The History of Highway Signs

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Traffic Flow in the Early 1900s

Highway signs have been a part of this nation’s history for many years. When the nation’s first turnpike – Philadelphia, PA to Lancaster, PA – was authorized by the Pennsylvania State Legislature in 1794, the Act required mileposts and directional signs.

Signing as we know it today got its start in the early 1900’s from Automotive Clubs who wanted to provide direction for their touring groups. These efforts were often enthusiastic, but were neither effective nor consistent.


Early Highway Signing

Wisconsin was the first to start making sense and system out of disorder. The Badger State initiated the erection of official route signs as part of its maintenance function in 1918.

As more states became active in signing it became obvious some standardization was necessary. In January of 1923 the Mississippi Valley of State Highway Departments agreed on a signing and marking plan which was to become the basis for national standards. Its plan called for all signs to have white background with letters and/or symbols in black:

1) Round signs to be used only as warnings of railroad crossings

2) Octagonal signs always signifying “STOP”

3) Diamond shaped signs for “SLOW WARNINGS”

4) Square shaped signs for “CAUTION” or “ATTENTION” signs

5) Regulatory signs for directional and regulatory information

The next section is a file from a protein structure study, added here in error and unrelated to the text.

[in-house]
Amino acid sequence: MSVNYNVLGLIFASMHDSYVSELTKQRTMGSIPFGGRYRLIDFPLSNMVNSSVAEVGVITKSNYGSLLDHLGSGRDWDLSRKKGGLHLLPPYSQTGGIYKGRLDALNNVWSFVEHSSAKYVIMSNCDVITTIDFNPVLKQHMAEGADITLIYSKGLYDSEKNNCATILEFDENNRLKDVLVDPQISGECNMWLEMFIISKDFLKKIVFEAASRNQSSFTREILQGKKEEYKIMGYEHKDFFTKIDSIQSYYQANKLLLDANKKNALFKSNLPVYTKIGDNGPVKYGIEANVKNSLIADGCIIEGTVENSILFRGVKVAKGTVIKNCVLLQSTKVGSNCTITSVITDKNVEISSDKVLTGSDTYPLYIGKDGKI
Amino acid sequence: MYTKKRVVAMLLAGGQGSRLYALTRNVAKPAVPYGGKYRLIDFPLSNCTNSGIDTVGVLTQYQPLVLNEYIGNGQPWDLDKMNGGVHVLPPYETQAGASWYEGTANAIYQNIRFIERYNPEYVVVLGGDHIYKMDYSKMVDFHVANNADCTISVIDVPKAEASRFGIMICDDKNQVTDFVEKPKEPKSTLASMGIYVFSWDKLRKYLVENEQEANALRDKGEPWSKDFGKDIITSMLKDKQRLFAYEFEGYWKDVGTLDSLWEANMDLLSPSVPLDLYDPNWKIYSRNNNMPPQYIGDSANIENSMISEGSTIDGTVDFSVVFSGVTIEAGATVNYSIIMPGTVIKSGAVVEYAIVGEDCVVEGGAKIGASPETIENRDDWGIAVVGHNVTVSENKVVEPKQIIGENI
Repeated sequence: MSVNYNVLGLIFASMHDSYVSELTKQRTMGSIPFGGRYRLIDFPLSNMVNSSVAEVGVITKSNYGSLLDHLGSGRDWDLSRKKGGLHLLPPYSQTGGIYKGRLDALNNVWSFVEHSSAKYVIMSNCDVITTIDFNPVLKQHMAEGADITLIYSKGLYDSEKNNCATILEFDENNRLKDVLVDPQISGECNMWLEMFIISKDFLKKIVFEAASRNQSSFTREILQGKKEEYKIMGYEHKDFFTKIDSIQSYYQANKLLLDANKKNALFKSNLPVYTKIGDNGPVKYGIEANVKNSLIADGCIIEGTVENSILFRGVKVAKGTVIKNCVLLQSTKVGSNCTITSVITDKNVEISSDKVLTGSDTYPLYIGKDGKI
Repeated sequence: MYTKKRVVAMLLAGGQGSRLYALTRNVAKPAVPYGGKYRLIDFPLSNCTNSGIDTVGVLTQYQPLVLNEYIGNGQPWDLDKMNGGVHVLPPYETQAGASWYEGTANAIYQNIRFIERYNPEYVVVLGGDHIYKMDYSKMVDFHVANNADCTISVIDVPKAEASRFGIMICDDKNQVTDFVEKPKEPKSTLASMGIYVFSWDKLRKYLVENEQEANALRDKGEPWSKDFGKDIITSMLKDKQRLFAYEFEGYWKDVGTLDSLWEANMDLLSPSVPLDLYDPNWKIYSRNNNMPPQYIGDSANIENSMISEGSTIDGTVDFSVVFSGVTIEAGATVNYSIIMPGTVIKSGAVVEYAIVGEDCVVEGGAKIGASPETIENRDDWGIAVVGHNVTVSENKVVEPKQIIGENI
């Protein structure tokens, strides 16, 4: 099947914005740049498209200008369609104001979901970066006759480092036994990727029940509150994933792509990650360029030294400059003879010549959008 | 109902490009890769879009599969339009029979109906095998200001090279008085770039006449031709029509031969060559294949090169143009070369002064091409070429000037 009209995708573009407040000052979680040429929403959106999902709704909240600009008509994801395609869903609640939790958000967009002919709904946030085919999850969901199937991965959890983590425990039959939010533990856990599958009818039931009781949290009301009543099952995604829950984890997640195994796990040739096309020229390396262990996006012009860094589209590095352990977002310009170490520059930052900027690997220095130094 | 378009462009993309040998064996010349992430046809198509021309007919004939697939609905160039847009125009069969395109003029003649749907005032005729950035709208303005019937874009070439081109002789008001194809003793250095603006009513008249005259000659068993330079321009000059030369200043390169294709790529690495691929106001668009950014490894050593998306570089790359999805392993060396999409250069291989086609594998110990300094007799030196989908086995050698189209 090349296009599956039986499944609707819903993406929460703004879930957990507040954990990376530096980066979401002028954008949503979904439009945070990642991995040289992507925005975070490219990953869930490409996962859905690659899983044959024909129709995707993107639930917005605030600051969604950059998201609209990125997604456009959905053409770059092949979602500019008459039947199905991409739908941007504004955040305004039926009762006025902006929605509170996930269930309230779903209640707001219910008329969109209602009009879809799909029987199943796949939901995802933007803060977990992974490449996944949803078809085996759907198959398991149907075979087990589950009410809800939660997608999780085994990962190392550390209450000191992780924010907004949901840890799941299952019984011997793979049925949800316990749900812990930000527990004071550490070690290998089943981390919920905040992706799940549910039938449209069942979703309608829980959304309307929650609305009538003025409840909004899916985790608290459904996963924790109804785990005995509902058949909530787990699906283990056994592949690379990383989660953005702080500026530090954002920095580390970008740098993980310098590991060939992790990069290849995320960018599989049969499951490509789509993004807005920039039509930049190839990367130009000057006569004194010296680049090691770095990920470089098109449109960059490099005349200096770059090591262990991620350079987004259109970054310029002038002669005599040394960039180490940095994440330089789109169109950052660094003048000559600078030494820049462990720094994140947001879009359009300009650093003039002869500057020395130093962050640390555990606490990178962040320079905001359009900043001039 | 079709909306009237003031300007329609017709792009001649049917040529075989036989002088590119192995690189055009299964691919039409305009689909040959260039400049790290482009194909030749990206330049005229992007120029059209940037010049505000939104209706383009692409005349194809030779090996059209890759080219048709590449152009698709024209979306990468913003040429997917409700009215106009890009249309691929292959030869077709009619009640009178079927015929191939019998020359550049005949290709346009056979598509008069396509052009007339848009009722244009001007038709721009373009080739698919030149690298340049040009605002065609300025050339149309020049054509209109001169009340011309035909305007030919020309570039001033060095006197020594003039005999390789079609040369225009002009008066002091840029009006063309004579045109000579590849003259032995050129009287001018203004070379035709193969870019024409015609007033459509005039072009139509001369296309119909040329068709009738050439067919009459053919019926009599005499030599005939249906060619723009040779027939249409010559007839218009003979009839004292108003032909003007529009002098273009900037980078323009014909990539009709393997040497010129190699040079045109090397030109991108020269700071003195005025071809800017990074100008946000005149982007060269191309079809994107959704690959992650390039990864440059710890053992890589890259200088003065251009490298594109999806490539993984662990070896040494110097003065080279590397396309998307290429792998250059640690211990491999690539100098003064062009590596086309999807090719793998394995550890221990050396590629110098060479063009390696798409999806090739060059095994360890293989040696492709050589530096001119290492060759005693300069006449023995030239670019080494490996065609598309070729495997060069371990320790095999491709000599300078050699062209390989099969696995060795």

6) Route markers of some characteristic or conventional shape different from above


Interstate Highway 1986

It was not until 1927 that the first national manual was issued on traffic signs. This manual stated “all signs of a precautionary nature, including the circular railroad sign, the octagonal stop sign, the diamond shaped slow sign, and the square caution sign, have black designs on a yellow background.”


Steel Embossed Stop Sign

It was some years later, in 1955, that stop signs were changed from black on yellow to white on red.


Steel Embossed Stop Signs with Cat’s Eye Marbles

The major change over the years was in the driving public’s desire to drive at night. Retroflection was applied to traffic signs in the 1920’s; the glass cat’s eye marbles were embedded in traffic signs. It was in the 1930’s when someone discovered a way to make more of the sign’s surface reflective by making the marbles smaller – reducing them to microscopic glass beads in the paint on the surface of the sign. This was known as “beads on paint.” This product was extremely low in reflective brightness and rainy conditions made the sign useless because water acted as another lens and scattered light that should have been reflected.

Some improvements were made over the years, but it was in the late 1940’s when 3M Company coated the glass beads with a tough clear plastic that held the water off the beads and offset the light scattering effect. For the first time the complete surface of the sign became a warning in the dark.


Interstate Highway Circa 1955

As noted earlier, in the 1950’s additional colors were added to the signing spectrum – red for stop and green for go – used on the first tollway directional signs. While early signs were made of wood and stone, and eventually steel, the standard backing material in use today throughout this country and the modern world is aluminum.

Today, high performance reflective materials are available that are eight times brighter than those of the 50’s. This, combined with lightweight – yet strong – aluminum provides signs with a guaranteed ten (10) to twelve (12) year life. These brighter, longer lasting materials have played a significant role in making our roads safer and helping to reduce accidents on our nation’s highways.


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